YES, THE MARYLAND General Assembly has called it quits for the year -- but no, this will not be another of those wrap-ups that cite eleventh-hour shenanigans, sloppy approvals of pasted-together measures nobody understands, a shopping list of measures and their fates or the sudden deaths of sacred bills. That wasn't the story. This time, there were aisles of tranquillity in the State House well before the Monday midnight deadline, even if a few little chores had some legislators racing around before the floors were cleared; and though some disgruntled analysts will invariably find excuses for rehashing sermons on the evils of "vote trading" -- or, if they're really sore about the outcome, "wheeling and dealing" -- the vote-swappers' balance of trades this year actually produced few unhappy returns.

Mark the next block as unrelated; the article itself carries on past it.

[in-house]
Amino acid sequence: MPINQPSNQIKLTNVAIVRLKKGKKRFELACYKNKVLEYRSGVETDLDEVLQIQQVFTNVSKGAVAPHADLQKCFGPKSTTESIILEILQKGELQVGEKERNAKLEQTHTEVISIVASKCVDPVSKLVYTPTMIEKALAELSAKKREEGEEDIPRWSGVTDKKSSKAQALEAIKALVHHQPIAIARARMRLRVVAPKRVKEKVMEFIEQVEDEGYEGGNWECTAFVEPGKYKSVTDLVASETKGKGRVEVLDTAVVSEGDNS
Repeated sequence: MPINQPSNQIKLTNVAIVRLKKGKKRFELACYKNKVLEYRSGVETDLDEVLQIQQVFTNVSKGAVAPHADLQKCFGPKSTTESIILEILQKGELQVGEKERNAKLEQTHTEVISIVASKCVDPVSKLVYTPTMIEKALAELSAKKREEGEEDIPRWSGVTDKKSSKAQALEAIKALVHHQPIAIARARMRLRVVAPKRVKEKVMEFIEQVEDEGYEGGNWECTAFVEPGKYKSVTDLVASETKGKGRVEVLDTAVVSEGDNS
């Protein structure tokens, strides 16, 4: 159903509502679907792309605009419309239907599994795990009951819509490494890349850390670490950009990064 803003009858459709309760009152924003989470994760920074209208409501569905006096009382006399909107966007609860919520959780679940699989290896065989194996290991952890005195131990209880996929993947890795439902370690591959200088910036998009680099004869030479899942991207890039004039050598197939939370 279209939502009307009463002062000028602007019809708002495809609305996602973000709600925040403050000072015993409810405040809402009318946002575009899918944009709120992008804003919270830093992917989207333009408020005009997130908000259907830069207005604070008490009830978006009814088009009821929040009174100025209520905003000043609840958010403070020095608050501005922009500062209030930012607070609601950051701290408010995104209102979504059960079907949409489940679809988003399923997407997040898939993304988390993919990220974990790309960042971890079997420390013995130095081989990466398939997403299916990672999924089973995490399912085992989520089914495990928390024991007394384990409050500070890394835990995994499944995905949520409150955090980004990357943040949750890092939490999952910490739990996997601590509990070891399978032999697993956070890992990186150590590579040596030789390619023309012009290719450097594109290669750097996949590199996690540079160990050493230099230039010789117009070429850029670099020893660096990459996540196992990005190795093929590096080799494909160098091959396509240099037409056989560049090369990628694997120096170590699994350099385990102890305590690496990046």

Money always helps, of course, and when it comes in the form of a state surplus instead of in little white envelopes, all the better. With some generous flicks of the budget abacus, Gov. Harry Hughes was able to parcel out happiness in all directions, making his presence (this often reads "influence" or "pressure") that much more effective. Still, when it came to stopping a stampede toward bad spending-limit proposals, Mr. Hughes exercised his executive muscle impressively.

In its finest sense (translation: when the results are satisfying), vote trading works well. Without it, for example, the D.C. amendment, improvements in correctional facilities and other important measures might have died or come out looking like legislative shredded wheat. Closer to home, the delegations from both Montgomery and Prince George's counties came home with goods enough, the biggest being money for Metro. So after all those years of knocking Maryland for its less-than-squeaky-clean political reputation, this year's General Assembly deserves approval.